Once the linking mode has been set, the user identifies an audio element to be linked and a desired range in the audio element by performing a selection operation 1302 on a representation or thumbnail of a media object to be linked and clicking on a range in the representation of the media object. For example, the selection operator is applied 1302 to a waveform range 1604 in an audio element visual representation 400 corresponding to a designated temporal range in a designated audio element. An visual representation 120 representing a designated media object and a range in the designated media object is then selected using the selection operator. To provide all the linking information, the user need only draw a line from a point in the waveform 408 of the audio element 400 to a point in the representation of the media object 120. The application module 316 then reads 1304 the designated element and the media object from memory 104. The audio element 400 is retrieve from the audio element storage and the 318 and the media object is read from the media object storage 320. The application module 316 submits 1306 the audio element, the designated temporal range in the audio element, the media object, and a range in the media object to the linking module 312. The linking module 312 then creates a new link object as has been discussed above with reference to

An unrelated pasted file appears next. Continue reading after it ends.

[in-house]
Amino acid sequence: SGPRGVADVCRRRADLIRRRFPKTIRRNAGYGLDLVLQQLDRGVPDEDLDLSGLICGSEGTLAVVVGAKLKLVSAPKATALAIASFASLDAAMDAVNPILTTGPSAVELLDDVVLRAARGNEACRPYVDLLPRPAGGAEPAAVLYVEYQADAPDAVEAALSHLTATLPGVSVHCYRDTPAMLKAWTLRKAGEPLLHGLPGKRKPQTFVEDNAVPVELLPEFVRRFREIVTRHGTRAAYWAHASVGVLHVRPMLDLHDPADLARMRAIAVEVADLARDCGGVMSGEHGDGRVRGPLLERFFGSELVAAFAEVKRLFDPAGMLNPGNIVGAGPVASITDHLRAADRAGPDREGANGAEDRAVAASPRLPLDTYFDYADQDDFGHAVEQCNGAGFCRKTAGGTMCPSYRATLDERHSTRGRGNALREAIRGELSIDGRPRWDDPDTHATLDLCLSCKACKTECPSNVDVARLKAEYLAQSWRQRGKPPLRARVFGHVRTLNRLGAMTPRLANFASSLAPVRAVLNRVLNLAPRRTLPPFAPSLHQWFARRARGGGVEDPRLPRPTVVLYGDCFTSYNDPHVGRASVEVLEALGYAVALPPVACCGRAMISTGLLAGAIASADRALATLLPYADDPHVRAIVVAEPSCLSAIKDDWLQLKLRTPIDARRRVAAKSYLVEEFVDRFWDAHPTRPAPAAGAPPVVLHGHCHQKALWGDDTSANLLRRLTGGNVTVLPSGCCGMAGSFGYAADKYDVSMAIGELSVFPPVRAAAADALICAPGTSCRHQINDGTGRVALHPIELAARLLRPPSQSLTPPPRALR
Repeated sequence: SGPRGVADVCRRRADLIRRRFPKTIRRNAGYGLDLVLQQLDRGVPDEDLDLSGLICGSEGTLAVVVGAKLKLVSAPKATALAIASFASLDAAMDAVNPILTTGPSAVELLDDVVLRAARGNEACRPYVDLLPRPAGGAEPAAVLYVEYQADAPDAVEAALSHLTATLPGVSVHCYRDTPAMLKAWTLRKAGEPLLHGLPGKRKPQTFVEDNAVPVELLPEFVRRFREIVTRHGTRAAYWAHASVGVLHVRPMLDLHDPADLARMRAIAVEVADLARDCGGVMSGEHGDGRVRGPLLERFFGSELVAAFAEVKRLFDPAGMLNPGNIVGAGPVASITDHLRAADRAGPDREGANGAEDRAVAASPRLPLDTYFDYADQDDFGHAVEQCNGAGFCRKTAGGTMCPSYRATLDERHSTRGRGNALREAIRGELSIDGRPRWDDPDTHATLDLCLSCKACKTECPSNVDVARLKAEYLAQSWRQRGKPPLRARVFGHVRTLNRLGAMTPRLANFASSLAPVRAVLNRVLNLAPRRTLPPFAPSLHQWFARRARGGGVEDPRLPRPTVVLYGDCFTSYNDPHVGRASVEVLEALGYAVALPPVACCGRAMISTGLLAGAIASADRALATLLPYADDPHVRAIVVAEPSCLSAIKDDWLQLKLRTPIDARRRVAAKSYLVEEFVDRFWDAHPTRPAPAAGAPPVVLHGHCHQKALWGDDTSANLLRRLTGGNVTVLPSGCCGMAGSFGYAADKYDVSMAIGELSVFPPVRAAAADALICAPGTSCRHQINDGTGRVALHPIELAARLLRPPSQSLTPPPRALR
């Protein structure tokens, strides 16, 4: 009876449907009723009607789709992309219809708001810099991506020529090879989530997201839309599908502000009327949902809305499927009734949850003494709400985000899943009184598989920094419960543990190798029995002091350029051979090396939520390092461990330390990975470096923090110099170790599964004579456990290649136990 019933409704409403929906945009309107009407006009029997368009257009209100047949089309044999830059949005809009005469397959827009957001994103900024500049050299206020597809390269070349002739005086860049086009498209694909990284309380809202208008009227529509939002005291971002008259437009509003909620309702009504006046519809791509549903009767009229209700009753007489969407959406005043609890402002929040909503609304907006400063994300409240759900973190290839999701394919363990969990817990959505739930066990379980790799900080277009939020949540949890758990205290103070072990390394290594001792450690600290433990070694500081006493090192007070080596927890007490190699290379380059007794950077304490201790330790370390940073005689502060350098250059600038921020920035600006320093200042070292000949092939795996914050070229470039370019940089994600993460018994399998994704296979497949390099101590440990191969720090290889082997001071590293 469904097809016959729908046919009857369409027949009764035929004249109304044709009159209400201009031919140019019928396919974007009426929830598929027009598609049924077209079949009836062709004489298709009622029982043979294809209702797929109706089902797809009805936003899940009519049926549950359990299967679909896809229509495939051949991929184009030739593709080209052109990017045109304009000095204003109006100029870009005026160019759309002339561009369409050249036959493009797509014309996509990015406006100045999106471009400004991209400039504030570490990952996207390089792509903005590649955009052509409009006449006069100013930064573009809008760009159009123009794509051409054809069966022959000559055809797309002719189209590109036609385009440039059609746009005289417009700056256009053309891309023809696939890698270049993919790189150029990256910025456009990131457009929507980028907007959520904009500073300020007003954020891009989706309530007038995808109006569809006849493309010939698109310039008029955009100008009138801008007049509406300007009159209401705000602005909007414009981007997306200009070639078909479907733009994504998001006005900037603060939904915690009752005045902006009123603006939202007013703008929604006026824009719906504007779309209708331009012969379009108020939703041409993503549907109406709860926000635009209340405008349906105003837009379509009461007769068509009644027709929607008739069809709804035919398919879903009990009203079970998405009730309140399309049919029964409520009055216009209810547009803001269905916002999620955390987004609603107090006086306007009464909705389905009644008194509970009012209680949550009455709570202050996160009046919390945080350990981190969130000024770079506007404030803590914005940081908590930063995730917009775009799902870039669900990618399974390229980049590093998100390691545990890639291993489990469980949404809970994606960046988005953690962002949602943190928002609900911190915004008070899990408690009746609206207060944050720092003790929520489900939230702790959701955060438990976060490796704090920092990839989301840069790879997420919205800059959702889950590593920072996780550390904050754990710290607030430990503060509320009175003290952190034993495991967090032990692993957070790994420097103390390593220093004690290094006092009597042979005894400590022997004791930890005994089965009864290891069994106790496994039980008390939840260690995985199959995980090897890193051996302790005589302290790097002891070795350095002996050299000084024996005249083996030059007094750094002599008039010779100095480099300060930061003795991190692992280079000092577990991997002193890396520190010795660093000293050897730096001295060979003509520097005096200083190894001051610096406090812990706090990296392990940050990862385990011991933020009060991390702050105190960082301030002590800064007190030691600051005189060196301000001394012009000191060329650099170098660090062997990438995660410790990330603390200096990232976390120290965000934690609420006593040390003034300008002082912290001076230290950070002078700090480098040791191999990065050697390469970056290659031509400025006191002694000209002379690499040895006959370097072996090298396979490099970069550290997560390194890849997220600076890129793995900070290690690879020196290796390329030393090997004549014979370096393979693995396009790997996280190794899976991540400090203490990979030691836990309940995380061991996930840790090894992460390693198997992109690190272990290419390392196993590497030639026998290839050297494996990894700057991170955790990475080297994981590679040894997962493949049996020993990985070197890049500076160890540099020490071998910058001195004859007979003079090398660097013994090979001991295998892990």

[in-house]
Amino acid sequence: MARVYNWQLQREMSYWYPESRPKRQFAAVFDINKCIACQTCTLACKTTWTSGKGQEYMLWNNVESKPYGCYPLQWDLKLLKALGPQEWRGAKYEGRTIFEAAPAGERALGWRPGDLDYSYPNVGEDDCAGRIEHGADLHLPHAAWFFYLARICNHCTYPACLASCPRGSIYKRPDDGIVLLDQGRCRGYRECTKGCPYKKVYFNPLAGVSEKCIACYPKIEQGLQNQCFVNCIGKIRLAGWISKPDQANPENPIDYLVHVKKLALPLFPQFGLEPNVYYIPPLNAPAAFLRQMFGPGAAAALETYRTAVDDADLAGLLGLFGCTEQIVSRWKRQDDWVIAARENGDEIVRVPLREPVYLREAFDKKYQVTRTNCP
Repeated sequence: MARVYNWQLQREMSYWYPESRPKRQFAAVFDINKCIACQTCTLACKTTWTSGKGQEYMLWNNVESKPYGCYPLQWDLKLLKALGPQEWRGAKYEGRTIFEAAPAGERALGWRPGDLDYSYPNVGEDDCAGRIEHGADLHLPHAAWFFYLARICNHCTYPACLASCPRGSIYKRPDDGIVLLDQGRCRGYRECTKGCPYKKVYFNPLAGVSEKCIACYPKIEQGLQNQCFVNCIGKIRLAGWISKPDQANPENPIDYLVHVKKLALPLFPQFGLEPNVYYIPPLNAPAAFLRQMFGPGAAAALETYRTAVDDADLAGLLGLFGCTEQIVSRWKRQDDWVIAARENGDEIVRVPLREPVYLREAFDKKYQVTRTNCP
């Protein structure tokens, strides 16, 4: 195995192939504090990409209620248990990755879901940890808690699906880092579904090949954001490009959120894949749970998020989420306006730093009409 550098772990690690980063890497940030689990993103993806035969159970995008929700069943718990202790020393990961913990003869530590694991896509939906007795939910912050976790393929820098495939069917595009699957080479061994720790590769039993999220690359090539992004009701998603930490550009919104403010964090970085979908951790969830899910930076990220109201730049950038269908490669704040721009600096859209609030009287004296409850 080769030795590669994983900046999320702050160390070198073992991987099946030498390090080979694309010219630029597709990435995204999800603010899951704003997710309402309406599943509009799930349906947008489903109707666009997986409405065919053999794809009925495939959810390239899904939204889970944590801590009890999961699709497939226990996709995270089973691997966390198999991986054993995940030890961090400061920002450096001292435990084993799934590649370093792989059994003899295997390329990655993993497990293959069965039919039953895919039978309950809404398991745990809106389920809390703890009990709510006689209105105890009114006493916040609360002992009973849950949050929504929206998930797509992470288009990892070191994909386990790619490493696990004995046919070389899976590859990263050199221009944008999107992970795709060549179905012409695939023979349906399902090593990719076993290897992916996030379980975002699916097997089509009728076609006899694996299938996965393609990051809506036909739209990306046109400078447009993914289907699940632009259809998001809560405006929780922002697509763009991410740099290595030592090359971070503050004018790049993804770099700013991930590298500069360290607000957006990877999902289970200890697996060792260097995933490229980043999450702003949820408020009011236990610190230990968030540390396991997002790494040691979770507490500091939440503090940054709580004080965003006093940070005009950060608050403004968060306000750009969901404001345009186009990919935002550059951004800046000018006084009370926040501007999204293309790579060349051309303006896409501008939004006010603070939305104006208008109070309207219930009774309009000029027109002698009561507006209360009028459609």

One embodiment of the linking process would allow for the media object to be displayed when the designated temporal range is played. The system defines media objects or elements as including pictures, videos, web pages, etc. The present invention has discussed displaying a representation of a media object as showing a thumbnail image of the media object, however, those skilled in the art will recognize that displaying a media object also includes displaying a picture in a separate window at full resolution, playing a video or opening a browser to show a web page. After the linking steps above are performed, an auto-play positional stimulus point could be engaged. When enabled this feature would cause associated content to load when the designated portion of the audio element is reached during playback. One purpose of linking an audio object to a media object is to indicate a relationship. For example, the user may want to clarify the pronunciation of a person's name in a digital photograph. If the photograph is displayed in the application window 401 as a media object representation 130, the user can speak the name of that person and link the audio to the photograph. The range of the link can reflect the portion of the audio element containing the spoken name. For instance, if the name is spoken 20 seconds after the beginning of the recording and the spoken name lasts for 2 seconds of the audio element, the range can reflect the portion of the audio from 20 seconds to 22 seconds. In some instances, it might be desirable to have the photograph shown in full resolution, perhaps in a different window than the application window. It is possible to cause a window to open displaying the full media object automatically at the time the appropriate range of audio is being played. For example, 20 seconds after pressing the play button on the audio element, a window opens displaying the full resolution photograph. At 22 seconds, the window can be closed, or it can remain open until the user decides to shut it. Therefore, it should be understood that the term displayed is defined liberally to include these activities and similar for interfacing with the user.